Human Nature and Philosophy

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Human Nature
Human beings are physical objects, according to
Hobbes, sophisticated machines all of whose functions
and activities can be described and explained in
purely mechanistic terms. Even thought itself,
therefore, must be understood as an instance of the
physical operation of the human body. Sensation, for
example, involves a series of mechanical processes
operating within the human nervous system, by means of
which the sensible features of material things produce
ideas in the brains of the human beings who perceive
them. (Leviathan I 1)

Human action is similarly to be explained on Hobbes's
view. Specific desires and appetites arise in the
human body and are experienced as discomforts or pains
which must be overcome. Thus, each of us is motivated
to act in such ways as we believe likely to relieve
our discomfort, to preserve and promote our own
well-being. (Leviathan I 6) Everything we choose to do
is strictly determined by this natural inclination to
relieve the physical pressures that impinge upon our
bodies. Human volition is nothing but the
determination of the will by the strongest present
desire.

Hobbes nevertheless supposed that human agents are
free in the sense that their activities are not under
constraint from anyone else. On this compatibilist
view, we have no reason to complain about the strict
determination of the will so long as we are not
subject to interference from outside ourselves.
(Leviathan II 21)

As Hobbes acknowledged, this account of human nature
emphasizes our animal nature, leaving each of us to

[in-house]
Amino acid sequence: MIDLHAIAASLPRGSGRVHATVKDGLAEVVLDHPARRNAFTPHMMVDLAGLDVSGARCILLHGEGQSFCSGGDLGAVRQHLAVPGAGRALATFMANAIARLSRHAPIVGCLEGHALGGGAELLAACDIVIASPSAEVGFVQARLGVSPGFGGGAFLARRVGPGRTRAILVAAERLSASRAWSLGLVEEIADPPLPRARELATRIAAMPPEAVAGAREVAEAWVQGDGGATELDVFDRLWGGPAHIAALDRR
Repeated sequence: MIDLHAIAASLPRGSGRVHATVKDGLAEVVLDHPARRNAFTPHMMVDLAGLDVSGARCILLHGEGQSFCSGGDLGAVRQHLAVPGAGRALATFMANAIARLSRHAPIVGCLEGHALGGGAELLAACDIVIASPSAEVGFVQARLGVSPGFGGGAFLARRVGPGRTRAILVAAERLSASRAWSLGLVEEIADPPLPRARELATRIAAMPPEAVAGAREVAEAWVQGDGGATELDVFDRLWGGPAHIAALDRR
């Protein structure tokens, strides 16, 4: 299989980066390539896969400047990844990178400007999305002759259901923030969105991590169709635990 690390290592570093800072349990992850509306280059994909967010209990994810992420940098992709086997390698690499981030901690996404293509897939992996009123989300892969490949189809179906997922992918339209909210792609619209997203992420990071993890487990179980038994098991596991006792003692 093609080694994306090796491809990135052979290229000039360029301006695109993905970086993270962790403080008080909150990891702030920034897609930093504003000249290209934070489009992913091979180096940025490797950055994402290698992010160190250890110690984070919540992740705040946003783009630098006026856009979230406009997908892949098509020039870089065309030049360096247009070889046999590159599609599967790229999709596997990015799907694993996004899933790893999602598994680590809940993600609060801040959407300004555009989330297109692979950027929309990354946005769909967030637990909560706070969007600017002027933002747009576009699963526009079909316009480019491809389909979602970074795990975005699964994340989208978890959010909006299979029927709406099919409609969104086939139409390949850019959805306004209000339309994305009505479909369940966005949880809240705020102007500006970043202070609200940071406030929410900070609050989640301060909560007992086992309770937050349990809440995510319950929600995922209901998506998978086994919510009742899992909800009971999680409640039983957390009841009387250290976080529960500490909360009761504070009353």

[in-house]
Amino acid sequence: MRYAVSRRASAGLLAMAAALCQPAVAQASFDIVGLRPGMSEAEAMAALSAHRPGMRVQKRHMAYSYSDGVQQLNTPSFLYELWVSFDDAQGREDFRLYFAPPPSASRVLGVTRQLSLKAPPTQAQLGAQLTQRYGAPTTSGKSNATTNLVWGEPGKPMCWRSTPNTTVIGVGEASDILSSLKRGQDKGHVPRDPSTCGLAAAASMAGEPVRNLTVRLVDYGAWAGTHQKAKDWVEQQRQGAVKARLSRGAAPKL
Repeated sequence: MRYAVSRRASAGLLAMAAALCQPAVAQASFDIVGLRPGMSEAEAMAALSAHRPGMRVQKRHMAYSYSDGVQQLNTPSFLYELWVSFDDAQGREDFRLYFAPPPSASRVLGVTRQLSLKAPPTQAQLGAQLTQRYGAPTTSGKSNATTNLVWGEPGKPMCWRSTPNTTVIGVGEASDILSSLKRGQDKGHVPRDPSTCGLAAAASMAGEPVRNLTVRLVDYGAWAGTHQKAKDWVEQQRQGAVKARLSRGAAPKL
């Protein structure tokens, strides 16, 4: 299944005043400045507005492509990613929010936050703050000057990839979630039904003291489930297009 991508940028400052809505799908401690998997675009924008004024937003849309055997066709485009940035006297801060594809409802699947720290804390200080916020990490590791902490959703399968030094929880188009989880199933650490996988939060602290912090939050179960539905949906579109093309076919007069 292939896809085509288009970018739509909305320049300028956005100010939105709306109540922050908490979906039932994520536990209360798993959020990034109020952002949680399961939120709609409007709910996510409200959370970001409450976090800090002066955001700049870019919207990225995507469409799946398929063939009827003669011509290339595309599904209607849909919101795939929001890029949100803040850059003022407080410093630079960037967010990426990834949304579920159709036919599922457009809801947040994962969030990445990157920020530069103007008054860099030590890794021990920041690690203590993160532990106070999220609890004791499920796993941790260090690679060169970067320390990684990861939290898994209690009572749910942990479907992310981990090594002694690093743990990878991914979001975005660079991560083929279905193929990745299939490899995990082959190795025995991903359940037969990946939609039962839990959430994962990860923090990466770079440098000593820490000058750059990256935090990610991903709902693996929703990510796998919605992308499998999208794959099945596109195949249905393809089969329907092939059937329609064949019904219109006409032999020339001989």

live independently of everyone else, acting only in
his or her own self-interest, without regard for
others. This produces what he called the "state of
war," a way of life that is certain to prove
"solitary, poor, nasty, brutish, and short."
(Leviathan I 13) The only escape is by entering into
contracts with each other—mutually beneficial
agreements to surrender our individual interests in
order to achieve the advantages of security that only
a social existence can provide. (Leviathan I 14)

Human Society
Unable to rely indefinitely on their individual powers
in the effort to secure livelihood and contentment,
Hobbes supposed, human beings join together in the
formation of a commonwealth. Thus, the commonwealth as
a whole embodies a network of associated contracts and
provides for the highest form of social organization.
On Hobbes's view, the formation of the commonwealth
creates a new, artificial person (the Leviathan) to
whom all responsibility for social order and public
welfare is entrusted. (Leviathan II 17)

Of course, someone must make decisions on behalf of
this new whole, and that person will be the sovereign.
The commonwealth-creating covenant is not in essence a
relationship between subjects and their sovereign at
all. Rather, what counts is the relationship among
subjects, all of whom agree to divest themselves of
their native powers in order to secure the benefits of
orderly government by obeying the dictates of the
sovereign authority. (Leviathan II 18) That's why the
minority who might prefer a different sovereign
authority have no complaint, on Hobbes's view: even
though they have no respect for this particular
sovereign, they are still bound by their contract with
fellow-subjects to be governed by a single authority.
The sovereign is nothing more than the institutional
embodiment of orderly government.

Since the decisions of the sovereign are entirely
arbitrary, it hardly matters where they come from, so
long as they are understood and obeyed universally.
Thus, Hobbes's account explicitly leaves open the
possibility that the sovereign will itself be a
corporate person—a legislature or an assembly of all
citizens—as well as a single human being. Regarding
these three forms, however, Hobbes himself maintained
that the commonwealth operates most effectively when a
hereditary monarch assumes...
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